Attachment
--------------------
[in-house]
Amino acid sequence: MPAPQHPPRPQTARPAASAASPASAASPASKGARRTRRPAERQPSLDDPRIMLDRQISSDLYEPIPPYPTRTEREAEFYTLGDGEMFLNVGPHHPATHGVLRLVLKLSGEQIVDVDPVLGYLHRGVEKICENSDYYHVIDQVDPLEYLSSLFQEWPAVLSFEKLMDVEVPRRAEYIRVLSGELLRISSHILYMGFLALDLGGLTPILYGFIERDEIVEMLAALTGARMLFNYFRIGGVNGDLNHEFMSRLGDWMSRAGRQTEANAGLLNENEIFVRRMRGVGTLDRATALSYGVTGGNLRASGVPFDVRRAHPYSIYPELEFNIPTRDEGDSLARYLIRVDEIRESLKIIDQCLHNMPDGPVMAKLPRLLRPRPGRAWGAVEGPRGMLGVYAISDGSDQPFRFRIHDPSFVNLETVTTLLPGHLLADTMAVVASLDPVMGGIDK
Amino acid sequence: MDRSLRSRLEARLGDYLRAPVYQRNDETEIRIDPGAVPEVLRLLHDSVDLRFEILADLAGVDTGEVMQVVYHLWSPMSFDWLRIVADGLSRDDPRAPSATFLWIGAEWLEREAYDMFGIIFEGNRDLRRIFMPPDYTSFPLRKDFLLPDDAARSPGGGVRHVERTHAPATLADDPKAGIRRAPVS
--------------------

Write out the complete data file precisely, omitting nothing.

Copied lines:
[in-house]
Amino acid sequence: MPAPQHPPRPQTARPAASAASPASAASPASKGARRTRRPAERQPSLDDPRIMLDRQISSDLYEPIPPYPTRTEREAEFYTLGDGEMFLNVGPHHPATHGVLRLVLKLSGEQIVDVDPVLGYLHRGVEKICENSDYYHVIDQVDPLEYLSSLFQEWPAVLSFEKLMDVEVPRRAEYIRVLSGELLRISSHILYMGFLALDLGGLTPILYGFIERDEIVEMLAALTGARMLFNYFRIGGVNGDLNHEFMSRLGDWMSRAGRQTEANAGLLNENEIFVRRMRGVGTLDRATALSYGVTGGNLRASGVPFDVRRAHPYSIYPELEFNIPTRDEGDSLARYLIRVDEIRESLKIIDQCLHNMPDGPVMAKLPRLLRPRPGRAWGAVEGPRGMLGVYAISDGSDQPFRFRIHDPSFVNLETVTTLLPGHLLADTMAVVASLDPVMGGIDK
Amino acid sequence: MDRSLRSRLEARLGDYLRAPVYQRNDETEIRIDPGAVPEVLRLLHDSVDLRFEILADLAGVDTGEVMQVVYHLWSPMSFDWLRIVADGLSRDDPRAPSATFLWIGAEWLEREAYDMFGIIFEGNRDLRRIFMPPDYTSFPLRKDFLLPDDAARSPGGGVRHVERTHAPATLADDPKAGIRRAPVS